In U.S. Pat. No. 3,523,048, bulk delivery of aqueous slurry explosives containing gelling agents is described. Guar gum and potassium pyroantimonate are disclosed as being the preferred gel system. To control the rate of gelation, the pH of the composition is adjusted with various acids, such as fumaric acid, acetic acid, citric acid, nitric acid, sulfonic acid, hydrochloric acid and the like.

U.S. Pat. No. 4,021,355 describes fracturing fluids for oil wells. Potassium pyroantimonate is used to crosslink guar gum at a pH of 5 or below. Sodium dihydrogen citrate is added as an acid buffer to lower the pH of the system and to increase the rate of the crosslinking reaction.

SUMMARY OF THE INVENTION

This invention pertains to a process for forming thickened and gelled aqueous solutions. In particular, this invention relates to a process for forming aqueous solutions of polygalactomannans and to gelling such solutions at a controlled rate with alkali metal pyroantimonate. More particularly, this invention pertains to a process for chelating alkali metal pyroantimonate with a citrate salt, thereby retarding and controlling the rate of crosslinking between the polygalactomannan and the pyroantimonate.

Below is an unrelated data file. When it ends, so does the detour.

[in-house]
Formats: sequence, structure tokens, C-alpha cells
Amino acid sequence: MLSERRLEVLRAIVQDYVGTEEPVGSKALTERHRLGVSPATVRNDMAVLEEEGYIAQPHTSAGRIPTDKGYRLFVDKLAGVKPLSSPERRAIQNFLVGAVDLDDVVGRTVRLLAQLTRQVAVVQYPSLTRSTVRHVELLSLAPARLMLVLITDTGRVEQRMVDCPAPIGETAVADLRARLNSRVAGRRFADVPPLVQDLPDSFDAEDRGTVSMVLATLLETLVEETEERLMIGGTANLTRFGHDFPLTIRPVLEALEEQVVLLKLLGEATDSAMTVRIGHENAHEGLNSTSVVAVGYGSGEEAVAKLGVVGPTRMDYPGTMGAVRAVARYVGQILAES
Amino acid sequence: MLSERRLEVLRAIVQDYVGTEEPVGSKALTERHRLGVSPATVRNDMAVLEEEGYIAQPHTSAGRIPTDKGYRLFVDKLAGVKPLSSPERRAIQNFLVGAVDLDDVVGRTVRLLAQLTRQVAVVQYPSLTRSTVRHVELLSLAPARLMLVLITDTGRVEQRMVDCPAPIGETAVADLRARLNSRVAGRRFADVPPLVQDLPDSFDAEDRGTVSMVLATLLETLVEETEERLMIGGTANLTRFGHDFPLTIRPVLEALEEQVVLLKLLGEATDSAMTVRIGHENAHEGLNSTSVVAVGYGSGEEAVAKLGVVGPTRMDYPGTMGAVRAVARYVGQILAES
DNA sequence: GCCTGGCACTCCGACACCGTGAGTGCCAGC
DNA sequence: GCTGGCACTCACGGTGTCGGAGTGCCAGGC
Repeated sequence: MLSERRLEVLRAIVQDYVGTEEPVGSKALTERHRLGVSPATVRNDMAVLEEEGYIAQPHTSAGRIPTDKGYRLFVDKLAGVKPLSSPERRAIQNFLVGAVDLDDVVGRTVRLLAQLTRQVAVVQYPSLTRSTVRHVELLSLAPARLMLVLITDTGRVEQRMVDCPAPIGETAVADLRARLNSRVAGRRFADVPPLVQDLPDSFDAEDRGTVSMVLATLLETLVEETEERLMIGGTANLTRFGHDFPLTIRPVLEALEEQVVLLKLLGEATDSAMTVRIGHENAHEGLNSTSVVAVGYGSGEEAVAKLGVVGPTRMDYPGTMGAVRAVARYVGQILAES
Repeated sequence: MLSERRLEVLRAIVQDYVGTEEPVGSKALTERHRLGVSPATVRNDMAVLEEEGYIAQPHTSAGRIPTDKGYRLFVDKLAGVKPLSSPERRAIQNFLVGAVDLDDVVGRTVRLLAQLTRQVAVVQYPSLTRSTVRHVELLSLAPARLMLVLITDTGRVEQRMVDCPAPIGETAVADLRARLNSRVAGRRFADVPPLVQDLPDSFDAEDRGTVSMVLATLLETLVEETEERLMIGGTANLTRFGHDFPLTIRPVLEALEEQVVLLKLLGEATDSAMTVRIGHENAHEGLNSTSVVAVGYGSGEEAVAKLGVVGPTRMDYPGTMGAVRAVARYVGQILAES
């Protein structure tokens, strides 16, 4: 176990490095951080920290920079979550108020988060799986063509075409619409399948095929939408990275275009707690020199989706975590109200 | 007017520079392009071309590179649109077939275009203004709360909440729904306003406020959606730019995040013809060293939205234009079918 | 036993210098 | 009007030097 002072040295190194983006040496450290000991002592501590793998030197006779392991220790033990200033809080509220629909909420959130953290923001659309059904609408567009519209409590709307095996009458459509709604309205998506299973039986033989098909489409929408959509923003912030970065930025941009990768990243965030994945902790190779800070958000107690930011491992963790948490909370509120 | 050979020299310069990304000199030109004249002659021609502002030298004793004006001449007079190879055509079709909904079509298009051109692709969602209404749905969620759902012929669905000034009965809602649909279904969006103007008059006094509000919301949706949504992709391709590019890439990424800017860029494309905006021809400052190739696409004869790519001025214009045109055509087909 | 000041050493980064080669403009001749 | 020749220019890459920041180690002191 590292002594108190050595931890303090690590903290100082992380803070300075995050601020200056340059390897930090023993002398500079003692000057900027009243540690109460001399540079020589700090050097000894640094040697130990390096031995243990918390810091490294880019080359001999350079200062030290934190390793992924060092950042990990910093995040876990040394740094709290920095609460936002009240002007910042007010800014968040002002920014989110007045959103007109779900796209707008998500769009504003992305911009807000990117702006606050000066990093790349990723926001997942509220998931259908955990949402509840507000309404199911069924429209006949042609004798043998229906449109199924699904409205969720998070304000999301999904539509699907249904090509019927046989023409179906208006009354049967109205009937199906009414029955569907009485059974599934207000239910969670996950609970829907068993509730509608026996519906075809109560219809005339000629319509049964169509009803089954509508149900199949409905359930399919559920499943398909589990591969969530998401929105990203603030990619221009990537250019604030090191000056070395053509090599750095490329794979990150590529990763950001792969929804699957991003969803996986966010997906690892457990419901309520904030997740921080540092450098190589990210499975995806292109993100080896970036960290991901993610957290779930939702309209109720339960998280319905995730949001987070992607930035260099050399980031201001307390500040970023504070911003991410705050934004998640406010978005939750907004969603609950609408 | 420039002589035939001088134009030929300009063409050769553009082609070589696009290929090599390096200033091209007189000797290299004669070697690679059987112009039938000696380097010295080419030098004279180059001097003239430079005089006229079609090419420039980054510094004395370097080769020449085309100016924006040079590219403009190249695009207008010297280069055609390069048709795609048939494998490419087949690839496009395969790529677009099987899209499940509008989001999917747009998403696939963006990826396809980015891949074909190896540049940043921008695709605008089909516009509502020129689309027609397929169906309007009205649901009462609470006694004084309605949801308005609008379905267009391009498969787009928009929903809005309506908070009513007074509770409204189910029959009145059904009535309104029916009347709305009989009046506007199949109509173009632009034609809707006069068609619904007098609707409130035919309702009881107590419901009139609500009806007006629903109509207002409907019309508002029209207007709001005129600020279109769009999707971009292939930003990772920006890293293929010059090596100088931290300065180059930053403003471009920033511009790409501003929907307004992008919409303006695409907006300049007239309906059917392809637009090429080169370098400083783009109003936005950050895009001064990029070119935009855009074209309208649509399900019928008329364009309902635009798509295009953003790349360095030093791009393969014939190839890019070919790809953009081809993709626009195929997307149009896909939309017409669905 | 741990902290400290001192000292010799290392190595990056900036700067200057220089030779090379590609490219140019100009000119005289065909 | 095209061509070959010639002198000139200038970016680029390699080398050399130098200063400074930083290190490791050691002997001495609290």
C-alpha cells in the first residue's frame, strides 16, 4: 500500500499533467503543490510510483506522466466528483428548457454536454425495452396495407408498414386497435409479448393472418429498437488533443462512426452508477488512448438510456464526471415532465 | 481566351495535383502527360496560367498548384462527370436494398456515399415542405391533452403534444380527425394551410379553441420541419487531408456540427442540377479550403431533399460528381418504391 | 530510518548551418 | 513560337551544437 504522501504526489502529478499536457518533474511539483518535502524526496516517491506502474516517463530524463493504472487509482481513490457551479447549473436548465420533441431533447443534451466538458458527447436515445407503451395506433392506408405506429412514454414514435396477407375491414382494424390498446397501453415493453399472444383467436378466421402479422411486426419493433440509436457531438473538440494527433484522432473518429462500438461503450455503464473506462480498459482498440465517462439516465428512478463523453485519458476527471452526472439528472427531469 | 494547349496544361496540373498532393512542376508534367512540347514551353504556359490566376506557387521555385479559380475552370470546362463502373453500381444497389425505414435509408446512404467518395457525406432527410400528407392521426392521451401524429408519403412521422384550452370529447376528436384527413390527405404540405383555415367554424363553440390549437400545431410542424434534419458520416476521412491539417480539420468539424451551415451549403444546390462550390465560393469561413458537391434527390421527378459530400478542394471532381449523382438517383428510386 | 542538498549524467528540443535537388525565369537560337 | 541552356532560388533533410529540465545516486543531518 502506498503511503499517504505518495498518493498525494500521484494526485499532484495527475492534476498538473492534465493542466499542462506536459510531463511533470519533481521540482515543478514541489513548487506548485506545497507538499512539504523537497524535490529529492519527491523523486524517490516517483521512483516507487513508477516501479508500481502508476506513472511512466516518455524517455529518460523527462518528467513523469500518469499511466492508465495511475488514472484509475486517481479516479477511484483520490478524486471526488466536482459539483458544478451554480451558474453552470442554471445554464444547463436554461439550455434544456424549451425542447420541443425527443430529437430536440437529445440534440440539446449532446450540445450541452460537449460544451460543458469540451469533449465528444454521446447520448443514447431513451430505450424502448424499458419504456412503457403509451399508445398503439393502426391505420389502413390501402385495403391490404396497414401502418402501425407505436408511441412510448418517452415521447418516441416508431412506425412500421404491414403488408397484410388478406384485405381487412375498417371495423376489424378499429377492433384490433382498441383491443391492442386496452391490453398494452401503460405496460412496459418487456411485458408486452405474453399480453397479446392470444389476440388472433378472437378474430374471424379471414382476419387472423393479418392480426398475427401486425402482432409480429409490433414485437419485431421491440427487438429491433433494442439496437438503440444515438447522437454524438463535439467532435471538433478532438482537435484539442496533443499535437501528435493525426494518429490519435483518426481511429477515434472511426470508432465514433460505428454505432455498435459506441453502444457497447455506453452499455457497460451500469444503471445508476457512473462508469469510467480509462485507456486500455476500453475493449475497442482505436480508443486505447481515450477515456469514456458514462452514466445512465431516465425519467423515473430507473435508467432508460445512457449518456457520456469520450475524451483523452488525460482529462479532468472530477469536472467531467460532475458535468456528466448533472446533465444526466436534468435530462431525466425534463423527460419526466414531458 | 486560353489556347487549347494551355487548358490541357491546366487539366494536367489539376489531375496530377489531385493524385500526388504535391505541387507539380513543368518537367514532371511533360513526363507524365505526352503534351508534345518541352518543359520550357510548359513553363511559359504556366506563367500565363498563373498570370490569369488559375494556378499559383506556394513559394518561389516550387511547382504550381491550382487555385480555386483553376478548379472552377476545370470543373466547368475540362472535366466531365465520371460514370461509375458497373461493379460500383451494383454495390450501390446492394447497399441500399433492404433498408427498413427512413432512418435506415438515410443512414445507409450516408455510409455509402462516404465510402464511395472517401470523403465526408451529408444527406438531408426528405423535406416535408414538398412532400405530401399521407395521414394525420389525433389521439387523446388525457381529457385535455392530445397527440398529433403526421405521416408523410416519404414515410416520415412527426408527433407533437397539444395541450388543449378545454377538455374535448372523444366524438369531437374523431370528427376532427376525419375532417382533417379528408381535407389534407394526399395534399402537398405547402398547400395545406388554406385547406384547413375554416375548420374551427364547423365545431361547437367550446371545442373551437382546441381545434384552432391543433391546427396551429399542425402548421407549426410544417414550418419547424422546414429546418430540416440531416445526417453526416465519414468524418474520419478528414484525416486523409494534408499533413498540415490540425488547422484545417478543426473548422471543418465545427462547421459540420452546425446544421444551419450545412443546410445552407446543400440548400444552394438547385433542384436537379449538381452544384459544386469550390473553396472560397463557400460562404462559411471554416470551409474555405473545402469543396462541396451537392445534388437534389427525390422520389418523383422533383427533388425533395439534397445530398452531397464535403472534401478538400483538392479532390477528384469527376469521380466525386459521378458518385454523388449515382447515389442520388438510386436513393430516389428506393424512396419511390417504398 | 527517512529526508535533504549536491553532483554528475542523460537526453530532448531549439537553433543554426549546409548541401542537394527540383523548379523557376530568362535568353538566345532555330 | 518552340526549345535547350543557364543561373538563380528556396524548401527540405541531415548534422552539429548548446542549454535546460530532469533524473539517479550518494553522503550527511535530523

In carrying out the process of crosslinking a colloidal solution or dispersion of a polygalactomannan in water with an alkali metal pyroantimonate to form a gel, the pyroantimonate is reacted with a di or tri alkali metal or ammonium citrate in an amount sufficient to chelate the pyroantimonate and to retard gelation of the polygalactomannan. In this process about 0.5 to about 10 moles of the citrate, preferably about 1 to about 8 moles, are used with each mole of the pyroantimonate.